[/quote]

Sigh… I’m doing a shit job trying to make my point.

What year did the cell phone become cheap enough to be widely used enough to truly replace a land line? Late 90’s early 2000’s at best?

Fucking telephone poles have looked the same since the dawn of mankind.

That’s my point. they weren’t doing shit once they got off the switch board. The most “telephone” innovation we had prior to the cell was a head set and cordless.


#15

[quote]countingbeans wrote:

[quote]usmccds423 wrote:

No argument there, but you can’t just ignore the fact that the cell phone innovation basically made the land line phone obsolete.

[/quote]

Sigh… I’m doing a shit job trying to make my point.

What year did the cell phone become cheap enough to be widely used enough to truly replace a land line? Late 90’s early 2000’s at best?

Fucking telephone poles have looked the same since the dawn of mankind.

That’s my point. they weren’t doing shit once they got off the switch board. The most “telephone” innovation we had prior to the cell was a head set and cordless. [/quote]

I understand what you’re saying.

My perspective would be (1) how much better can land lines actually get (I’ve no idea), (2) do we actually know companies didn’t invest in R&D for land lines, and (3) don’t things like cordless phones count as innovation? Perhaps that’s just hardware innovation so no, but at this point isn’t the land line infrastructure pretty much tapped out? Is there any place in America where a land line can’t be connected (I don’t know)?

That is not the case for broadband internet and my guess is innovation will still occur especially in the area of wireless broadband. Plus, look at Google Fiber, if they continue doing what they’re doing they could claim the entire market. The speed of their test network is insane.


#16

[quote]usmccds423 wrote:

[quote]countingbeans wrote:

[quote]usmccds423 wrote:

No argument there, but you can’t just ignore the fact that the cell phone innovation basically made the land line phone obsolete.

[/quote]

Sigh… I’m doing a shit job trying to make my point.

What year did the cell phone become cheap enough to be widely used enough to truly replace a land line? Late 90’s early 2000’s at best?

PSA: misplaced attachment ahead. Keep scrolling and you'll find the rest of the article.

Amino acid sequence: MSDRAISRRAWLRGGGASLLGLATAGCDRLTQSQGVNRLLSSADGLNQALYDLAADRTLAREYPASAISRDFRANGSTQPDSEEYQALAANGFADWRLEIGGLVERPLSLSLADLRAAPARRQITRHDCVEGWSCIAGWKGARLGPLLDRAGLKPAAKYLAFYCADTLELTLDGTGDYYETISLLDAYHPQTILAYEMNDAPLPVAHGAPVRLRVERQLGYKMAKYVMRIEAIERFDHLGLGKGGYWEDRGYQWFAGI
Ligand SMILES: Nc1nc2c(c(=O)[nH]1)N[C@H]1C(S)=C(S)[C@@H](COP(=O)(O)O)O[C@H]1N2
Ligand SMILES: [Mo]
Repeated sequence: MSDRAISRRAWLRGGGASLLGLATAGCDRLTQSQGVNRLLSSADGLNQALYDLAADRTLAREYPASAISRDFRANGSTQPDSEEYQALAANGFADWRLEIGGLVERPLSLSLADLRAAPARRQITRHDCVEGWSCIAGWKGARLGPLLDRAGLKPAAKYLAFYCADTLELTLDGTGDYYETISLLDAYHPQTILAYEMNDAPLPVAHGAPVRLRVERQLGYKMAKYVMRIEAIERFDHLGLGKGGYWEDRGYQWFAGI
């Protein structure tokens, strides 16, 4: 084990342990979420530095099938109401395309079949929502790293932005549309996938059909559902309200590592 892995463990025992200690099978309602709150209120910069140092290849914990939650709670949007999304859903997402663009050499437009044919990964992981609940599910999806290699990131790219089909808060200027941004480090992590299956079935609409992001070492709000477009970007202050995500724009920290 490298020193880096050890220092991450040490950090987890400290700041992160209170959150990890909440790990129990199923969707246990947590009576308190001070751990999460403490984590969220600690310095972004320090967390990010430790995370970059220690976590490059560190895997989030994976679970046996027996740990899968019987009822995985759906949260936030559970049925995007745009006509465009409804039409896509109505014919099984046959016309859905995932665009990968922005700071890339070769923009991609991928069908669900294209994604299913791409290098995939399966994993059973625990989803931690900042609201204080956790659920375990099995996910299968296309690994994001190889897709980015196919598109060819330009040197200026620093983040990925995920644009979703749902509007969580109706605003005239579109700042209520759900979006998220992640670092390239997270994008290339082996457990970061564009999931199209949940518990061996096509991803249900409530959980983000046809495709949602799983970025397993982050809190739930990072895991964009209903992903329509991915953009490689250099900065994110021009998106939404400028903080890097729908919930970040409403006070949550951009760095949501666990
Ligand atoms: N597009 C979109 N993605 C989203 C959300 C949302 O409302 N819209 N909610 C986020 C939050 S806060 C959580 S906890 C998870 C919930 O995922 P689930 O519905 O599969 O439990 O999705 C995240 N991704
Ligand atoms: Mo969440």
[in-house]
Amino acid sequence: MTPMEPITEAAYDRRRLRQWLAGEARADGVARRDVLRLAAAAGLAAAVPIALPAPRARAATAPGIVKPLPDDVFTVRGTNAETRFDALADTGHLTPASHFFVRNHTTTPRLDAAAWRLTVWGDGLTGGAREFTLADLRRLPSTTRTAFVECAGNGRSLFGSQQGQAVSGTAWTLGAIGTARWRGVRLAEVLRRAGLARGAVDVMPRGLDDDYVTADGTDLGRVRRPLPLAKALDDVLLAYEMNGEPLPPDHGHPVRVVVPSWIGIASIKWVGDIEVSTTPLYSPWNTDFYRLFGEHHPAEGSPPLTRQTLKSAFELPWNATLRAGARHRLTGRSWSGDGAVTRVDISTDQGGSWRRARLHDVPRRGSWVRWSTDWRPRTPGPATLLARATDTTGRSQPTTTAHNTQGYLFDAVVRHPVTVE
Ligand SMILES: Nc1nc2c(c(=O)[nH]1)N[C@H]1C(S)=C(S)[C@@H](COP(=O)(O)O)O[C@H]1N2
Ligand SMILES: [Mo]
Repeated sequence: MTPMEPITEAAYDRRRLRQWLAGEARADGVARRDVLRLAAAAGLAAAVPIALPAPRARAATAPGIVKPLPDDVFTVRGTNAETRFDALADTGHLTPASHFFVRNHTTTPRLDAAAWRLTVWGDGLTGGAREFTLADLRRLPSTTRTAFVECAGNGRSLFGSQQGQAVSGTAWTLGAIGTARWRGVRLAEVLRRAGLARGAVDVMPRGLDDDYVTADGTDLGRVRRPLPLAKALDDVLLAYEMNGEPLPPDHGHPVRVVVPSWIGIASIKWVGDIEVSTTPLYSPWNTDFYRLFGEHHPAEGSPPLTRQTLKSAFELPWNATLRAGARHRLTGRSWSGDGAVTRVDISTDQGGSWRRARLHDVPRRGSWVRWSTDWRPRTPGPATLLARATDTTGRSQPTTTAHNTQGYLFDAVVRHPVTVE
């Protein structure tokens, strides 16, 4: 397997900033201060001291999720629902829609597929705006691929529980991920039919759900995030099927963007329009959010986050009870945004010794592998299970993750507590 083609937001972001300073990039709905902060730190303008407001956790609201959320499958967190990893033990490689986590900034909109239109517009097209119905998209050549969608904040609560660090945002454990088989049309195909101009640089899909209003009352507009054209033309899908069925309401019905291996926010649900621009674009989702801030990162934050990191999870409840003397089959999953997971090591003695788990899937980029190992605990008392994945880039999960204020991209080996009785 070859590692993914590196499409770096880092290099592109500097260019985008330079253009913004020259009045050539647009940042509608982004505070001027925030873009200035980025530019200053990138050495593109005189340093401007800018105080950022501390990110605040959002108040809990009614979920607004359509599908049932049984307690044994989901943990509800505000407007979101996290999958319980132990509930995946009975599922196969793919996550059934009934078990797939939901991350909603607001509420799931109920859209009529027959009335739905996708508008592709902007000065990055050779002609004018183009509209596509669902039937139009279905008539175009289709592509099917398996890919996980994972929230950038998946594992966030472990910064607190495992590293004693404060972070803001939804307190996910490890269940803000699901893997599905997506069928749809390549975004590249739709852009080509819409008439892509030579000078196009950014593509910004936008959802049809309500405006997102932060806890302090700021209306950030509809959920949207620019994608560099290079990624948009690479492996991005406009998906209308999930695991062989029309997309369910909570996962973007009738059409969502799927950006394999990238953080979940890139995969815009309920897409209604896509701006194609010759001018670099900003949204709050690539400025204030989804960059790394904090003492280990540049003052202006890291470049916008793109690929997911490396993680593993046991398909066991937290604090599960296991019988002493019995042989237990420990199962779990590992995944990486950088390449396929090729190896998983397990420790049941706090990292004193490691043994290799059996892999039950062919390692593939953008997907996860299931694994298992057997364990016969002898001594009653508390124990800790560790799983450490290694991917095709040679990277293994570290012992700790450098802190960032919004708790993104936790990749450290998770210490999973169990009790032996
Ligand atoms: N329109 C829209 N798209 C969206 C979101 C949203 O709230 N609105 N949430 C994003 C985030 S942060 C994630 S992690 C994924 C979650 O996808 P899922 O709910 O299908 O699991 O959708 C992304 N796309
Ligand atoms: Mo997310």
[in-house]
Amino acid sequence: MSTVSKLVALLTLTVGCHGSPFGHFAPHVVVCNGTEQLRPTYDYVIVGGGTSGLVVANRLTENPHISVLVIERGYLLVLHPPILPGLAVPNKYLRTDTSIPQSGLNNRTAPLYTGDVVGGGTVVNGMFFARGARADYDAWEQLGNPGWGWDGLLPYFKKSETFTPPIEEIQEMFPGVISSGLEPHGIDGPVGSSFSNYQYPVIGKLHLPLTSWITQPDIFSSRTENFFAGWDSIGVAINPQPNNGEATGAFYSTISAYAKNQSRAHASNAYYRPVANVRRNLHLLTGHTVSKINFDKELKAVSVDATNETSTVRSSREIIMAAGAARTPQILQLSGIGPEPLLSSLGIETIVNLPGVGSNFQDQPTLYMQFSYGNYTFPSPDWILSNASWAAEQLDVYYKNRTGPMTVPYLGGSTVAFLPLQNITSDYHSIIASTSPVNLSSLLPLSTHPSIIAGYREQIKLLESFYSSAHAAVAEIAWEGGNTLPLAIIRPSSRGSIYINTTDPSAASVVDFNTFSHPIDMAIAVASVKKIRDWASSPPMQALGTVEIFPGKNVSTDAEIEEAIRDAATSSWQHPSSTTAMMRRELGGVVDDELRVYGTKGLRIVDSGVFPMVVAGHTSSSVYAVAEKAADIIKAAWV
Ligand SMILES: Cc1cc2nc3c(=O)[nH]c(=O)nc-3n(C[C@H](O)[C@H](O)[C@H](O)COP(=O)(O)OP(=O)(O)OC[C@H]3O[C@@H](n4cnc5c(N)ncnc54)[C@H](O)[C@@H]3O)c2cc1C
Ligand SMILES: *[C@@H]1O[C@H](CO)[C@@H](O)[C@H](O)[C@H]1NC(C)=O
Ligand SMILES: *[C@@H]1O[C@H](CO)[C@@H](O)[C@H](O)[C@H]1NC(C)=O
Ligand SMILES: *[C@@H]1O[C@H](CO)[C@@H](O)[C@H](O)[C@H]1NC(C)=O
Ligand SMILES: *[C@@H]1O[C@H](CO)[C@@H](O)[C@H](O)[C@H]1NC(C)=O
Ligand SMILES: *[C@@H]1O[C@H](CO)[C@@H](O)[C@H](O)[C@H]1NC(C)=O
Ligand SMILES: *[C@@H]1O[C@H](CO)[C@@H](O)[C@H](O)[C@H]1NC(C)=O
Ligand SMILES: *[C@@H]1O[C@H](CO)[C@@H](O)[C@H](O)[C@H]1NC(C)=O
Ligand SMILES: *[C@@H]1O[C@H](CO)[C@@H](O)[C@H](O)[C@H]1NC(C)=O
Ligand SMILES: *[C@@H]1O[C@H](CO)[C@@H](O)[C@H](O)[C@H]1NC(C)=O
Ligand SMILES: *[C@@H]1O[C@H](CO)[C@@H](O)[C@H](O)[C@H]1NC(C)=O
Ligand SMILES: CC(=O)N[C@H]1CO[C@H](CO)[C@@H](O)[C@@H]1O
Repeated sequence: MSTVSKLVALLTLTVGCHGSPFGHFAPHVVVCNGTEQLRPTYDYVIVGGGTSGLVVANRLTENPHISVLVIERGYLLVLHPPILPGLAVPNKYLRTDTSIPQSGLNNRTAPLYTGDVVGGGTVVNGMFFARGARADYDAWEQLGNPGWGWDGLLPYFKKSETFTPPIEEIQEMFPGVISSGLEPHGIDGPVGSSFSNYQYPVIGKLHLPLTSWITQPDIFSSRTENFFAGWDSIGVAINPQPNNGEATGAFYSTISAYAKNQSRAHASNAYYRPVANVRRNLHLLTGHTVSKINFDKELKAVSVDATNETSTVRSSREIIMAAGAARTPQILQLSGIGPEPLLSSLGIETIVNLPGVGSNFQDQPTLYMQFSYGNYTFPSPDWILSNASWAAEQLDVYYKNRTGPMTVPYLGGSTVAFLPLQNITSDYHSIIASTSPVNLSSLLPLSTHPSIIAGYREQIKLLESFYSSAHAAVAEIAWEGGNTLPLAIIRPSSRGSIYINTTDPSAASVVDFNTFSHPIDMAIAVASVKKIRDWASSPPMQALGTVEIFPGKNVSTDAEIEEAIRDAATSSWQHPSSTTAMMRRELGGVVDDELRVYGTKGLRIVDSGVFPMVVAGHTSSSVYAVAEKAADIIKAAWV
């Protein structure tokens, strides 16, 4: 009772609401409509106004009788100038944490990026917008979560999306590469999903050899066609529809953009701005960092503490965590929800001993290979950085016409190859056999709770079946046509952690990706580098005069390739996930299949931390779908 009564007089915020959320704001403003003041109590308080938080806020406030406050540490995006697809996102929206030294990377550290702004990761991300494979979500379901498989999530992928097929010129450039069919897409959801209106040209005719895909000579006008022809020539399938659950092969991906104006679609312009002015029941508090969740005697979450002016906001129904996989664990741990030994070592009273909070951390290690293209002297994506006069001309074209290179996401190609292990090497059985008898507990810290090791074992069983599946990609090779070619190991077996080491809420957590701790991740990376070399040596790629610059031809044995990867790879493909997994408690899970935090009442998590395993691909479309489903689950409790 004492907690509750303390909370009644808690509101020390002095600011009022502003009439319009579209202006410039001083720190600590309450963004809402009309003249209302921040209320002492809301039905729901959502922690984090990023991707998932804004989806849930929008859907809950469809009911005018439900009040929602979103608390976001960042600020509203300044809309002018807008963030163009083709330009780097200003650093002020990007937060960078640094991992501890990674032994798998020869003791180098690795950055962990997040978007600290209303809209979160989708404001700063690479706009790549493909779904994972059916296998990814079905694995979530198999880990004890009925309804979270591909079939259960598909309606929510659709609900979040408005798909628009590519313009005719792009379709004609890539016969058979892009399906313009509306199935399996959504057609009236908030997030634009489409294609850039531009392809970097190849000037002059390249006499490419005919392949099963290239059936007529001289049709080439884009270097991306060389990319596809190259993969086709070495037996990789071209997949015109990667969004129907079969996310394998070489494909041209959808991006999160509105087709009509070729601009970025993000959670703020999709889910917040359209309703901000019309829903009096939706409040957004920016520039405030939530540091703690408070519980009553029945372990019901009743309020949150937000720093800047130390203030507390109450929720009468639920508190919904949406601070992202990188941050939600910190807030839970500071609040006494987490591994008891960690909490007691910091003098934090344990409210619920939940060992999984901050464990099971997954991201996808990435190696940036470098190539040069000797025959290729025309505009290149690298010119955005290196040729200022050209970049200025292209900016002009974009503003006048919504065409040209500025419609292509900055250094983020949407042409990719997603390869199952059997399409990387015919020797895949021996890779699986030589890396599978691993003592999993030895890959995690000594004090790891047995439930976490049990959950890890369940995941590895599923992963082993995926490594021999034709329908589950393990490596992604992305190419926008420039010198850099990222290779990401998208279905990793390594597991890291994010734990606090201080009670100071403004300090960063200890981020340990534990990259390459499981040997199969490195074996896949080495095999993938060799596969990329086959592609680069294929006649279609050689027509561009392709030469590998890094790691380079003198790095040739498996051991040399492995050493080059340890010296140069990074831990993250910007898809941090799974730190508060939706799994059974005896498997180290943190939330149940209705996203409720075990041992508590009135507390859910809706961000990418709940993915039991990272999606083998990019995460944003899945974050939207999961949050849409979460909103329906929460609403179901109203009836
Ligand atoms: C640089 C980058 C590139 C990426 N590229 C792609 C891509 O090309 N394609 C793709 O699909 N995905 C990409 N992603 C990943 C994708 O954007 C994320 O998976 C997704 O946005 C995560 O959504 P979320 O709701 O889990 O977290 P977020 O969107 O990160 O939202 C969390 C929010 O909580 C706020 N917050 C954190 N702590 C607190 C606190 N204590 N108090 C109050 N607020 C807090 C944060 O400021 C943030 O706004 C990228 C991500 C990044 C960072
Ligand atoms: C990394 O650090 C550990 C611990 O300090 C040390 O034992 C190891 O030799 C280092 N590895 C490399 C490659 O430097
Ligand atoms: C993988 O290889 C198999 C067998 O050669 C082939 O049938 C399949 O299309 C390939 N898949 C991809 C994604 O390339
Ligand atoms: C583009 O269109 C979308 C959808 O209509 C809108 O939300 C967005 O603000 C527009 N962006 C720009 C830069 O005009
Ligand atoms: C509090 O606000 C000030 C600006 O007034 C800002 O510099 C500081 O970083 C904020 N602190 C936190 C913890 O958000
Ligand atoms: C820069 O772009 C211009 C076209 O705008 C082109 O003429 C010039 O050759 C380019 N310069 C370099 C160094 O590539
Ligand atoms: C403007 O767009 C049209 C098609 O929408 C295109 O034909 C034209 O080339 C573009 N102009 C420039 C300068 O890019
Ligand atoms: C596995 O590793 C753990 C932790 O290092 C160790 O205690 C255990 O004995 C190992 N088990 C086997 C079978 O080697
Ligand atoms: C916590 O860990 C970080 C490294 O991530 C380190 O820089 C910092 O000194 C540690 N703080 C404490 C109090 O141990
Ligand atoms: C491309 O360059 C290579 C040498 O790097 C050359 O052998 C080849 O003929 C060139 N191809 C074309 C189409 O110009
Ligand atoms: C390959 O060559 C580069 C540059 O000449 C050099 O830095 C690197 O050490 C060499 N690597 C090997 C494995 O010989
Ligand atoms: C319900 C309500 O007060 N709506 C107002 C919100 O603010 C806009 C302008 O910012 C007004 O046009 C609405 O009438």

Fucking telephone poles have looked the same since the dawn of mankind.

That’s my point. they weren’t doing shit once they got off the switch board. The most “telephone” innovation we had prior to the cell was a head set and cordless. [/quote]

I understand what you’re saying.

My perspective would be (1) how much better can land lines actually get (I’ve no idea), (2) do we actually know companies didn’t invest in R&D for land lines, and (3) don’t things like cordless phones count as innovation? Perhaps that’s just hardware innovation so no, but at this point isn’t the land line infrastructure pretty much tapped out? Is there any place in America where a land line can’t be connected (I don’t know)?

That is not the case for broadband internet and my guess is innovation will still occur especially in the area of wireless broadband. Plus, look at Google Fiber, if they continue doing what they’re doing they could claim the entire market. The speed of their test network is insane. [/quote]

Wasn’t Tesla already working on plans to power the entire world wirelessly?

Don’t fucking poles still go down in storms leaving thousands without power for weeks at a time?

We’ve landed on the moon, and are planning on Mars. Does a wooden pole with a wire hanging off it really strike you as the apex of technological advances for a species capable of the nuclear bomb?

If telephones won wars we’d be laughing so hard at the suckers that had “poles” 60 years ago.


#17

[quote]countingbeans wrote:

[quote]usmccds423 wrote:

[quote]countingbeans wrote:

[quote]usmccds423 wrote:

No argument there, but you can’t just ignore the fact that the cell phone innovation basically made the land line phone obsolete.

[/quote]

Sigh… I’m doing a shit job trying to make my point.

What year did the cell phone become cheap enough to be widely used enough to truly replace a land line? Late 90’s early 2000’s at best?

Fucking telephone poles have looked the same since the dawn of mankind.

That’s my point. they weren’t doing shit once they got off the switch board. The most “telephone” innovation we had prior to the cell was a head set and cordless. [/quote]

I understand what you’re saying.

My perspective would be (1) how much better can land lines actually get (I’ve no idea), (2) do we actually know companies didn’t invest in R&D for land lines, and (3) don’t things like cordless phones count as innovation? Perhaps that’s just hardware innovation so no, but at this point isn’t the land line infrastructure pretty much tapped out? Is there any place in America where a land line can’t be connected (I don’t know)?